The Arabic language also is a great sign in regard to the protection of the Holy Quran. Allah has protected the language of the Holy Quran too. God has not only kept preserved its language but helped it prosper and progress instead and expanded the area and number of people who spoke it. Another thing worth mentioning is that the process of change in the literary Arabic language halted after the Holy Quran had been fully revealed. In English, to understand Chaucer and Shakespeare one needs a lot of annotation and explanation even three or four hundred years of passing away of their writers but to comprehend the language of the Quran one does not need the books of old diction and lexicon. Instead, one who reads literary Arabic today can easily grasp the language employed by the Holy Quran.
The sincere perusal of just one part of the promise, the arrangements which God has made for the physical protection of the Holy Quran brings one at his wits’ end. Neither the Arabic language had been coded nor the grammar had been compiled, nor was there any dictionary nor was the idiom brought in some precinct before the Quran was revealed. But after the Quran had been revealed, Allah caused different people to compile and code all these fields of knowledge by way of inspiring them. And it was only for the sake of the protection of the Holy Quran that the knowledge of accidence and syntax, simile and rhetoric, knowledge of metaphor, rules of recitation of the Holy Quran, the knowledge of lexicography, the knowledge of idiom, history and the knowledge of syntax and the knowledge of jurisprudence were all founded. And these fields of knowledge made as much progress as was required for the service of the Holy Quran. So, apparently, the knowledge of the syntax and grammar and diction has got most to do with the protection and preservation of the Holy Quran. These fields of knowledge have made so great a progress that the people of Europe, till today, consider the grammar of Arabic to have been compiled in the best possible way.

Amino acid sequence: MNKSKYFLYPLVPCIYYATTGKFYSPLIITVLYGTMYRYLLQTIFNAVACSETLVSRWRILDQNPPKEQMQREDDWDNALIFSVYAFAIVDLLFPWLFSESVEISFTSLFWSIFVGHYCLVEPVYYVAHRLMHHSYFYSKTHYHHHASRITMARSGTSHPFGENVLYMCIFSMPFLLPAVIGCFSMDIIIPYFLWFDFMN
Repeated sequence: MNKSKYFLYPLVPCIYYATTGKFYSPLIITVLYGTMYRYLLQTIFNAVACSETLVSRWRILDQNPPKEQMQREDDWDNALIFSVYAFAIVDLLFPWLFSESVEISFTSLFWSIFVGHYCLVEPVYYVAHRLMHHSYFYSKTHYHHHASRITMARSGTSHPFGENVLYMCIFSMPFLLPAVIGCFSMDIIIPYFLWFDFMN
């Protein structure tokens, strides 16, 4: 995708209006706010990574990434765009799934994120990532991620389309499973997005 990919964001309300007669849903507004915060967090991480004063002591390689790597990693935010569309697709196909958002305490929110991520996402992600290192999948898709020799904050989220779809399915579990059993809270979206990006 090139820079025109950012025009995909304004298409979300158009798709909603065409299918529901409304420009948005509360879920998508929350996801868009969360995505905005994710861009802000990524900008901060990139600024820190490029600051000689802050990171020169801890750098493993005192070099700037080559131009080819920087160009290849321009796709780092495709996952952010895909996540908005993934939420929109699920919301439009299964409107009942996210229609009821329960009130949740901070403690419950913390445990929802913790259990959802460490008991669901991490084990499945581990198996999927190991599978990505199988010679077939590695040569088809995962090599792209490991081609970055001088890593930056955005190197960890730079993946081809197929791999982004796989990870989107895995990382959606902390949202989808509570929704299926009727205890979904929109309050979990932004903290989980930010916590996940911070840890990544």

Mr. Devonport has acclaimed and praised the Holy Quran in the following laudatory words. The original wording of his is given below which is:
‘Muslims revere the Holy Quran ……………. The Holy Quran contains not only the religious commandments and instruction in manners but also as Mr. Gibbon says from the Atlantic to the Ganges the Quran is considered to be the law code. Found in the Quran are civil and criminal laws and also the laws of civility. And it comprehends all problems related to the salvation of soul, fundamental human rights, rights of the individual and laws regarding the beneficent treatment of one’s fellow beings. Besides all the excellences and virtues of the Quran in which the followers of Islam rightly take pride is its beautiful style of narration which contains the mention of God, the most High and by hearing of which a kind of effect is felt on heart and one feels bowed to its majesty. Secondly, the Quran is free from all such notions which could be thought to be uncivilizing. And all its principles are such that none of which defy wisdom…………. Islam is a religion that all concur to its principles. And there is nothing which is foisted upon one and which is irrational’.